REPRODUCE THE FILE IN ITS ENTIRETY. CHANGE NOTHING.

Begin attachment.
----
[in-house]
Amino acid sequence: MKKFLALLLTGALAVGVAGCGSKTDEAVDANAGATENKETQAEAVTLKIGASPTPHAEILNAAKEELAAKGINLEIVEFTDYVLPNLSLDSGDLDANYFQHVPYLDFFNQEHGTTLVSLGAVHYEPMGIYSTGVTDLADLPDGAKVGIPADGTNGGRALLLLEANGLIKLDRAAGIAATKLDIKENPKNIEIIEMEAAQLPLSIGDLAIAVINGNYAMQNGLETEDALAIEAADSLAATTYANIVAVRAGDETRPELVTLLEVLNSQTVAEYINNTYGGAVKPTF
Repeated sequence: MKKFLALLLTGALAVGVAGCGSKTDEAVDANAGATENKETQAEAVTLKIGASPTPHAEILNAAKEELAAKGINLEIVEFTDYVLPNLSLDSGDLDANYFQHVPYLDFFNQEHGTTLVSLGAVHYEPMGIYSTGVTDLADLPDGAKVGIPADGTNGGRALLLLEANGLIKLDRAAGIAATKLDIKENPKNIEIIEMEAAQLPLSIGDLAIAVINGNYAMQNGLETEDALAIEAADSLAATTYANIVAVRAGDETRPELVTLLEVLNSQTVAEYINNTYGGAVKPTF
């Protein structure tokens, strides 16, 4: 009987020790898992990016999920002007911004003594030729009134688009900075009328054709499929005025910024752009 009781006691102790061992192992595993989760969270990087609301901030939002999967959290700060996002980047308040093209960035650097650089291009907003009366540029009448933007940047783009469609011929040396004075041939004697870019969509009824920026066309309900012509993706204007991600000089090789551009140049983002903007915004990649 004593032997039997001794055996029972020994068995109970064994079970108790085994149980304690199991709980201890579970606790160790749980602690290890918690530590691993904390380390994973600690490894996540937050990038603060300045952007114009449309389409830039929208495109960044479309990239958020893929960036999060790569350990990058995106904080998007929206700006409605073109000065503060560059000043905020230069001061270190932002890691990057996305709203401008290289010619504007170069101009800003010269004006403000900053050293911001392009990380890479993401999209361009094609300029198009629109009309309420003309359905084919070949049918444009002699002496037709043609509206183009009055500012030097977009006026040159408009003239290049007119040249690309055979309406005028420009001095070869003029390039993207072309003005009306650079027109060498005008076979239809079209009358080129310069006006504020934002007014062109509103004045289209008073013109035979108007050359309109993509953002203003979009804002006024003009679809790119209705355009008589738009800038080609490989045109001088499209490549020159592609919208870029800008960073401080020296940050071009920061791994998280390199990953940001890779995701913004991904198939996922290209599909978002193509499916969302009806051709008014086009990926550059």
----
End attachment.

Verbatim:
[in-house]
Amino acid sequence: MKKFLALLLTGALAVGVAGCGSKTDEAVDANAGATENKETQAEAVTLKIGASPTPHAEILNAAKEELAAKGINLEIVEFTDYVLPNLSLDSGDLDANYFQHVPYLDFFNQEHGTTLVSLGAVHYEPMGIYSTGVTDLADLPDGAKVGIPADGTNGGRALLLLEANGLIKLDRAAGIAATKLDIKENPKNIEIIEMEAAQLPLSIGDLAIAVINGNYAMQNGLETEDALAIEAADSLAATTYANIVAVRAGDETRPELVTLLEVLNSQTVAEYINNTYGGAVKPTF
Repeated sequence: MKKFLALLLTGALAVGVAGCGSKTDEAVDANAGATENKETQAEAVTLKIGASPTPHAEILNAAKEELAAKGINLEIVEFTDYVLPNLSLDSGDLDANYFQHVPYLDFFNQEHGTTLVSLGAVHYEPMGIYSTGVTDLADLPDGAKVGIPADGTNGGRALLLLEANGLIKLDRAAGIAATKLDIKENPKNIEIIEMEAAQLPLSIGDLAIAVINGNYAMQNGLETEDALAIEAADSLAATTYANIVAVRAGDETRPELVTLLEVLNSQTVAEYINNTYGGAVKPTF
């Protein structure tokens, strides 16, 4: 009987020790898992990016999920002007911004003594030729009134688009900075009328054709499929005025910024752009 009781006691102790061992192992595993989760969270990087609301901030939002999967959290700060996002980047308040093209960035650097650089291009907003009366540029009448933007940047783009469609011929040396004075041939004697870019969509009824920026066309309900012509993706204007991600000089090789551009140049983002903007915004990649 004593032997039997001794055996029972020994068995109970064994079970108790085994149980304690199991709980201890579970606790160790749980602690290890918690530590691993904390380390994973600690490894996540937050990038603060300045952007114009449309389409830039929208495109960044479309990239958020893929960036999060790569350990990058995106904080998007929206700006409605073109000065503060560059000043905020230069001061270190932002890691990057996305709203401008290289010619504007170069101009800003010269004006403000900053050293911001392009990380890479993401999209361009094609300029198009629109009309309420003309359905084919070949049918444009002699002496037709043609509206183009009055500012030097977009006026040159408009003239290049007119040249690309055979309406005028420009001095070869003029390039993207072309003005009306650079027109060498005008076979239809079209009358080129310069006006504020934002007014062109509103004045289209008073013109035979108007050359309109993509953002203003979009804002006024003009679809790119209705355009008589738009800038080609490989045109001088499209490549020159592609919208870029800008960073401080020296940050071009920061791994998280390199990953940001890779995701913004991904198939996922290209599909978002193509499916969302009806051709008014086009990926550059």